In Java, it is pretty common to see libraries that use method chaining (aka the builder pattern) to construct resources. For example, we might construct a user by doing something like: User user = new User.Builder() .name("Michael Scott") .email("firstname.lastname@example.org") .role("manager") .nickname("Best Boss") .build(); Builders are handy for a variety of reasons, but in the example above we are using a builder in order to define a subset of our User attributes before constructing the user object.
Storing data in a context.Context, or as I refer to it - using context values, is one of the most contentious design patterns in Go. Storing values in a context appears to be fine with everyone, but what specifically should be stored as a context value receives a lot of heated discussion. I’ll be honest - when I started using them I used them in the naive and somewhat inappropriate way that everyone complains about.
This article explores a couple easy to make but hard to debug mistakes that can be made when working with closures in Go, and explains how to avoid them.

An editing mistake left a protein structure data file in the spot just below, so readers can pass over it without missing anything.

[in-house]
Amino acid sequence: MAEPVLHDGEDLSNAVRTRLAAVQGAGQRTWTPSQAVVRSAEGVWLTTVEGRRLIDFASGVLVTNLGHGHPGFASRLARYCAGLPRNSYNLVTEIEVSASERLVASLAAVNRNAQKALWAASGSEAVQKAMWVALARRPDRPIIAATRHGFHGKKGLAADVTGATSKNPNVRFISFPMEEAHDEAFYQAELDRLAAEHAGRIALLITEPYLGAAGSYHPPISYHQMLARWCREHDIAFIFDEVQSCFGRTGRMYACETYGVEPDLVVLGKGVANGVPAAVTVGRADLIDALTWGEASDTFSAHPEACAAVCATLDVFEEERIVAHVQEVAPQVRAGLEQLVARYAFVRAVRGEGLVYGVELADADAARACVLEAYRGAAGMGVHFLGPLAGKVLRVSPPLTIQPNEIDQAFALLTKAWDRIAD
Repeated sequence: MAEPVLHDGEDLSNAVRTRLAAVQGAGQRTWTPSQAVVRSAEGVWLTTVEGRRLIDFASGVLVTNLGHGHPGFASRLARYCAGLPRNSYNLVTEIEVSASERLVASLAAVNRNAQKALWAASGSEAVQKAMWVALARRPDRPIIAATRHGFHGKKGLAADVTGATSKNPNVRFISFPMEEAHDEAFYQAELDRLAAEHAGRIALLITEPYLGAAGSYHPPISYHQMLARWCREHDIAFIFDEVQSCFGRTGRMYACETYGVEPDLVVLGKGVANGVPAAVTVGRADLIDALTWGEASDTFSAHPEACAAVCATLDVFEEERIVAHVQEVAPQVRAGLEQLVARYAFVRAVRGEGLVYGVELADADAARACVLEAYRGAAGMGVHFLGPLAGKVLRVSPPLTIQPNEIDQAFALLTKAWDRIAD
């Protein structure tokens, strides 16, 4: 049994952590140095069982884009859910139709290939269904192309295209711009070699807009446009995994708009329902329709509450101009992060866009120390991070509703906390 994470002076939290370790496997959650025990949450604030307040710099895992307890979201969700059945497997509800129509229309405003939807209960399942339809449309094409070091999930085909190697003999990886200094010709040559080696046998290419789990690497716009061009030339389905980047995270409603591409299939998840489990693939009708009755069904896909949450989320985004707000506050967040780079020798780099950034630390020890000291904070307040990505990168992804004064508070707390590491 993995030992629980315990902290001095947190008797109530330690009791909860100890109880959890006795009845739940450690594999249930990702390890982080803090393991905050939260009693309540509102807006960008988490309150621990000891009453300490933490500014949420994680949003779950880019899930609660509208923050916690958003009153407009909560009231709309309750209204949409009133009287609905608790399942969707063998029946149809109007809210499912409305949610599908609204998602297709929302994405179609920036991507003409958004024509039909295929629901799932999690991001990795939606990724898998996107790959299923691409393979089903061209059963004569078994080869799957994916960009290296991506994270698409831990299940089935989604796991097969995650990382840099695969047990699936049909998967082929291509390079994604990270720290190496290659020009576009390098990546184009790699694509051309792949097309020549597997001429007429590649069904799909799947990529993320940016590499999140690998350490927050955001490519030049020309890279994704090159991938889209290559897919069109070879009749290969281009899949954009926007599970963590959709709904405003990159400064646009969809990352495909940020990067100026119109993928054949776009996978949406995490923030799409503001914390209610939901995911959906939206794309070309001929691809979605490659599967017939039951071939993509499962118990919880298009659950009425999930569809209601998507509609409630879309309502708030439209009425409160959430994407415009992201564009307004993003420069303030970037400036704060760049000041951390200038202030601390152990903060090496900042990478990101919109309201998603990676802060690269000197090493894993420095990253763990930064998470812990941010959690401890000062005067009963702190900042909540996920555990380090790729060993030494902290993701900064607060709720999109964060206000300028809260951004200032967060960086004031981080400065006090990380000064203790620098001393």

Explore five different real world use cases for closures that will help you understand and utilize closures better in your own code.
An explanation of what anonymous functions and closures are, along with examples of how to create and use them in Go (aka Golang).
Jon Calhoun is a full stack web developer who teaches about Go, web development, algorithms, and anything programming. If you haven't already, you should totally check out his Go courses.
Previously, Jon worked at several statups including co-founding EasyPost, a shipping API used by several fortune 500 companies. Prior to that Jon worked at Google, competed at world finals in programming competitions, and has been programming since he was a child.
©2018 Jonathan Calhoun. All rights reserved.